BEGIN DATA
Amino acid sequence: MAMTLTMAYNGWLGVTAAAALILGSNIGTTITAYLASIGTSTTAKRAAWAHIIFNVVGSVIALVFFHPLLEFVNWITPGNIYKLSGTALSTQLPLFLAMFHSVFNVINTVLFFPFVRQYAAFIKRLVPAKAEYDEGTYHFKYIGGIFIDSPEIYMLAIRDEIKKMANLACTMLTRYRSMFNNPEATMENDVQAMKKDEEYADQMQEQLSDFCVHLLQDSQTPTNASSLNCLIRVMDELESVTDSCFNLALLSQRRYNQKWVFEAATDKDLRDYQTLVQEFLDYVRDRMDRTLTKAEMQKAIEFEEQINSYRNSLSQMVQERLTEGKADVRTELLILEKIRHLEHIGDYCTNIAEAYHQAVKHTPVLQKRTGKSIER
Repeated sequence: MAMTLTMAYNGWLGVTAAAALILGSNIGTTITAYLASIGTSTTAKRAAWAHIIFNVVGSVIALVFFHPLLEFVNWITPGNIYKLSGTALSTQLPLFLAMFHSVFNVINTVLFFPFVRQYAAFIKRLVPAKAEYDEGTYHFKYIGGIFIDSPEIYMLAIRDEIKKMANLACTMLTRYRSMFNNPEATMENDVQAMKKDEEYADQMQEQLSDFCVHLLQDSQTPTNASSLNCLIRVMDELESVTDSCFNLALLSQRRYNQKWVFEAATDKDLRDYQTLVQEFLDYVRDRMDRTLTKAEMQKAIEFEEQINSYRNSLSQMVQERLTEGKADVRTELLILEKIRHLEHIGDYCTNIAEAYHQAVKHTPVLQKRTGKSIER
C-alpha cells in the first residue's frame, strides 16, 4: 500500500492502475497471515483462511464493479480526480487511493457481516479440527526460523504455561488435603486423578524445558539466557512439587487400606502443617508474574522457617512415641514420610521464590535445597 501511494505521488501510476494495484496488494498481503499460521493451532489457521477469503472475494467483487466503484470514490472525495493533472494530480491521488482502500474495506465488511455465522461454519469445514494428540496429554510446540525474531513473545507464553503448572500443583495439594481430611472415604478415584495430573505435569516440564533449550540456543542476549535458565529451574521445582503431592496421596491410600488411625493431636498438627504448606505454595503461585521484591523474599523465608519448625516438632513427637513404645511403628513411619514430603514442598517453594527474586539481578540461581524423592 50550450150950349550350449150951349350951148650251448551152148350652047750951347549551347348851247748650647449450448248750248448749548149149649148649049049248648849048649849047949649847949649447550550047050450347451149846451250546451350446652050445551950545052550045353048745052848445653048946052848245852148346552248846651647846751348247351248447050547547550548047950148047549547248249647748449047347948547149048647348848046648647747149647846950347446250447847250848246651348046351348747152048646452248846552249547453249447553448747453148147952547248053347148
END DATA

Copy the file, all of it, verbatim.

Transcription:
Amino acid sequence: MAMTLTMAYNGWLGVTAAAALILGSNIGTTITAYLASIGTSTTAKRAAWAHIIFNVVGSVIALVFFHPLLEFVNWITPGNIYKLSGTALSTQLPLFLAMFHSVFNVINTVLFFPFVRQYAAFIKRLVPAKAEYDEGTYHFKYIGGIFIDSPEIYMLAIRDEIKKMANLACTMLTRYRSMFNNPEATMENDVQAMKKDEEYADQMQEQLSDFCVHLLQDSQTPTNASSLNCLIRVMDELESVTDSCFNLALLSQRRYNQKWVFEAATDKDLRDYQTLVQEFLDYVRDRMDRTLTKAEMQKAIEFEEQINSYRNSLSQMVQERLTEGKADVRTELLILEKIRHLEHIGDYCTNIAEAYHQAVKHTPVLQKRTGKSIER
Repeated sequence: MAMTLTMAYNGWLGVTAAAALILGSNIGTTITAYLASIGTSTTAKRAAWAHIIFNVVGSVIALVFFHPLLEFVNWITPGNIYKLSGTALSTQLPLFLAMFHSVFNVINTVLFFPFVRQYAAFIKRLVPAKAEYDEGTYHFKYIGGIFIDSPEIYMLAIRDEIKKMANLACTMLTRYRSMFNNPEATMENDVQAMKKDEEYADQMQEQLSDFCVHLLQDSQTPTNASSLNCLIRVMDELESVTDSCFNLALLSQRRYNQKWVFEAATDKDLRDYQTLVQEFLDYVRDRMDRTLTKAEMQKAIEFEEQINSYRNSLSQMVQERLTEGKADVRTELLILEKIRHLEHIGDYCTNIAEAYHQAVKHTPVLQKRTGKSIER
C-alpha cells in the first residue's frame, strides 16, 4: 500500500492502475497471515483462511464493479480526480487511493457481516479440527526460523504455561488435603486423578524445558539466557512439587487400606502443617508474574522457617512415641514420610521464590535445597 501511494505521488501510476494495484496488494498481503499460521493451532489457521477469503472475494467483487466503484470514490472525495493533472494530480491521488482502500474495506465488511455465522461454519469445514494428540496429554510446540525474531513473545507464553503448572500443583495439594481430611472415604478415584495430573505435569516440564533449550540456543542476549535458565529451574521445582503431592496421596491410600488411625493431636498438627504448606505454595503461585521484591523474599523465608519448625516438632513427637513404645511403628513411619514430603514442598517453594527474586539481578540461581524423592 50550450150950349550350449150951349350951148650251448551152148350652047750951347549551347348851247748650647449450448248750248448749548149149649148649049049248648849048649849047949649847949649447550550047050450347451149846451250546451350446652050445551950545052550045353048745052848445653048946052848245852148346552248846651647846751348247351248447050547547550548047950148047549547248249647748449047347948547149048647348848046648647747149647846950347446250447847250848246651348046351348747152048646452248846552249547453249447553448747453148147952547248053347148